Trinh Cong Son
døde 1. april 2001

Den berømte komponist og sanger Trinh Cong Son døde den 1. april 2001 på Cho Ray hospitalet i Ho Chi Minh byen, efter lang tids sygdom, i en alder af 62 år. Trinh Cong Son var kendt som et specielt talent i Vietnams musik i det 20. århundrede. Han har skrevet over 600 værker og sange som er karakteristiske i hans egen stil, og haft en stor indflydelse på mange generationer vietnamesiske sangere, publikum og komponister. Han blev født den 28. februar 1939 i Dac Lac provinsen, og voksede op i Hue. Da krigen sluttede i 1975 flygtede det meste af hans familie til udlandet, men Trinh besluttede at blive i Vietnam.
I Ho Chi Minh byen tog titusindvis af mennesker opstilling langs begravelsestogets rute for at vise den sidste respekt for den populære sanger. Han blev begravet på landet ved Quang Binh Pagoda, 30 kilometer fra byen, hvor flere tusind havde samlet sig for at synge nogen af de antikrigs klassikere som gav ham navn som Vietnams Bob Dylan og vrede fra både pro-USA Saigon-regimet og de sejrende kommunister.
Kondolancebreve fra prominente udlandsvietnamesere - inklusive Khanh Ly som nu bor i USA - blev læst op ved begravelsen. den vietnamesiske sanger Hong Nhung, forkortede en turne i Australien for at deltage i begravelsen. Han familie, der alle bor i udlandet, deltog også.
Inden begravelsen besøgte to af Ho Chi Minh byens topembedsmænd, partichefen Nguyen Minh Triet og viceborgmester Le Thanh Hai, kapellet hvor sangeren lig lå. Det var et tegn på at myndighederne endelig havde anerkendt en mand som blev sendt fire år i genopdragelselejr efter sejren i 1975, for sit stærke pacifistiske standpunkt under krigen.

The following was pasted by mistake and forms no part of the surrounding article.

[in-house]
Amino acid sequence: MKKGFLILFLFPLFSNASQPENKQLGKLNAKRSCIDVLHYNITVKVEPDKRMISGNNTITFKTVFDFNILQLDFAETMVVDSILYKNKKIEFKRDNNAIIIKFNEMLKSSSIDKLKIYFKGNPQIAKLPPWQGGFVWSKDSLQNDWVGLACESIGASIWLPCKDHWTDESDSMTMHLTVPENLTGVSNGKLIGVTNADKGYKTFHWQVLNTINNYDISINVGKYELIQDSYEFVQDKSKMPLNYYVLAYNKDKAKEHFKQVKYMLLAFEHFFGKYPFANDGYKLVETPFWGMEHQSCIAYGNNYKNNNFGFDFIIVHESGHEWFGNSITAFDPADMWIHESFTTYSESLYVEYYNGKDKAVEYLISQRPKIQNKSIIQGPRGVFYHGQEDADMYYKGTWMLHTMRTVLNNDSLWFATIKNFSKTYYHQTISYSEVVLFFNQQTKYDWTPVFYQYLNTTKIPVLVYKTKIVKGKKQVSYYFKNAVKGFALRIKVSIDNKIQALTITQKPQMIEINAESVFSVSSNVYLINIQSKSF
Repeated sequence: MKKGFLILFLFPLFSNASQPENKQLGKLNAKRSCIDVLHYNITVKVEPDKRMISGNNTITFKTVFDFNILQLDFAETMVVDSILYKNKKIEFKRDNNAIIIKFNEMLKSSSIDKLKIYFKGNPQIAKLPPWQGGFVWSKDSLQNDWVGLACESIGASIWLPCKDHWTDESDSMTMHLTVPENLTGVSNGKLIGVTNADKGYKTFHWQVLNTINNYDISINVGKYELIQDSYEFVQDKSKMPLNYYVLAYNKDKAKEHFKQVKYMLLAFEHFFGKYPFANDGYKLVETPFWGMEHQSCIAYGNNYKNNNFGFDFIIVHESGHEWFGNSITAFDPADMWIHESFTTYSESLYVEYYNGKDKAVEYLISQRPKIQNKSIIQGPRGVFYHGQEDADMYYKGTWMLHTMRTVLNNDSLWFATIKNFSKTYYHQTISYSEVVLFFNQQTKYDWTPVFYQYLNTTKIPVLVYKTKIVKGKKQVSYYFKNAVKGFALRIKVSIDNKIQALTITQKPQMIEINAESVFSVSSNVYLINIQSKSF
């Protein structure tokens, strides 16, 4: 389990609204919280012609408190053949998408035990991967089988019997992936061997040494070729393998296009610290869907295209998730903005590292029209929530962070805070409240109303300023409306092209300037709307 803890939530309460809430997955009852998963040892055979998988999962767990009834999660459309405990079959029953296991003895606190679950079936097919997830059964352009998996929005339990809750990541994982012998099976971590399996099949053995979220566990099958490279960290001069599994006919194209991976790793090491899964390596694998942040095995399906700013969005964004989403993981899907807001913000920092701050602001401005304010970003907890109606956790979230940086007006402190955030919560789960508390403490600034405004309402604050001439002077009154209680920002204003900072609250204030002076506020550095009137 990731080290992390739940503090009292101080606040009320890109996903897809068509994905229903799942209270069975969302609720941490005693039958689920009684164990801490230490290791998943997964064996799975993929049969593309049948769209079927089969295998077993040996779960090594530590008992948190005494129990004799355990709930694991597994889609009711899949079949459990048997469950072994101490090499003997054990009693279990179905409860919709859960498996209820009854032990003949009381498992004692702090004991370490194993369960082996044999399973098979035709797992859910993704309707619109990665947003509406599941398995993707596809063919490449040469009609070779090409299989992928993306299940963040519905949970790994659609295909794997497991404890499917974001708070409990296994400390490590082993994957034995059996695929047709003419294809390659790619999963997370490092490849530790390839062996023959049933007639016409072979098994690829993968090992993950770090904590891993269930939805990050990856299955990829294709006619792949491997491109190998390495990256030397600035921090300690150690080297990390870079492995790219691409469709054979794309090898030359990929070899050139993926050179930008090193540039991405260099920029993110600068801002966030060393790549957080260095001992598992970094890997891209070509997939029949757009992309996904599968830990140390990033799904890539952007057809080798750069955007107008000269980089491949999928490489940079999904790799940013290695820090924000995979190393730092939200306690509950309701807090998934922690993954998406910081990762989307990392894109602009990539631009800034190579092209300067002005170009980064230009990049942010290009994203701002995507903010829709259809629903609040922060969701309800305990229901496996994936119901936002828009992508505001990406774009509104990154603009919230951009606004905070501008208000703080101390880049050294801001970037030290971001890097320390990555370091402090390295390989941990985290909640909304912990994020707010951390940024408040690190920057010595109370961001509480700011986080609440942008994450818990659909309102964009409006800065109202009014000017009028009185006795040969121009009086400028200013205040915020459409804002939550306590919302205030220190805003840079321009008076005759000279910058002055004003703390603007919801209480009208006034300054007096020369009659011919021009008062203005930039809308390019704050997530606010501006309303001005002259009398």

Links: www.ksvn.com søg for audio/video clips - salg vietnamesiske CD

Famous Composer Passes Away

Ha Noi, April 2 (VNA) -- Viet Nam's famous composer Trinh Cong Son died at 12:45 hrs on April 1 in Cho Ray hospital of Ho Chi Minh City following a long illness, at the age of 62.
Trinh Cong Son, who was hospitalized a couple of months before his death, was known as a special talent of Viet Nam's music in the 20th century. He has left a great deal of works and songs characteristic of his own distinctive musical style, exerting a deep influence on many generations of Vietnamese singers, audiences and composers.
Trinh Cong Son, born on Feb. 28, 1939 in Central Highlands Dac Lac province and a native of Hue, was one of those composers that mingled naturally with the new life in the country after the liberation of southern Viet Nam in 1975.
In 1959-75, the Nhan Ban Publishing House made public eleven collections of his songs. Since 1975, dozens of collections and albums of Trinh Cong Son's musical works and songs have been published by the Van Nghe, Van Hoa and Ho Chi Minh City Publishing Houses, in tandem with millions of his cassettes and compact discs available at home and overseas.

Thousands pay last respects to Vietnam's 'Bob Dylan'


Several thousand people attended the burial Wednesday of famed wartime singer Trinh Cong Son, known as Vietnam's Bob Dylan. Son died on Sunday at the age of 62 after suffering complications related to diabetes.

Tens of thousands of people lined the streets of Ho Chi Minh City to pay their last respects to the singer as his funeral cortege wound out to the rural Quang Binh Pagoda, 30 kilometres (20 miles) from the city centre.
Several thousand others gathered at the graveside to sing some of the anti-war classics that earned Son the name of Vietnam's Bob Dylan and also the wrath of the pro-US Saigon regime and the victorious communists.
Messages of condolence from prominent figures in the Vietnamese diaspora -- including wartime singer Khanh Ly, now based in the United States -- were read out at the funeral.Vietnamese singer, Hong Nhung, cut short a visit to Australia to be at the funeral, also attended by members of Son's family, now all based abroad.

Two of Ho Chi Minh City's top officials, communist party chief Nguyen Minh Triet and deputy mayor Le Thanh Hai, visited the mortuary Tuesday where the singer's body had lain in state. This was one sign that the communist authorities have at last given a grudging nod of approval to the man they subjected to four years' of re-education on the Lao border after their victory in 1975. Another was that Son's death was reported by all the main official dailies Tuesday, including armed forces' mouthpiece Quan Doi Nhan Dan (People's Army), despite his strong pacifist stance during the war. The official media has sought to rehabilitate the singer as one of its own and has made no reference to the time he spent in re-education camps.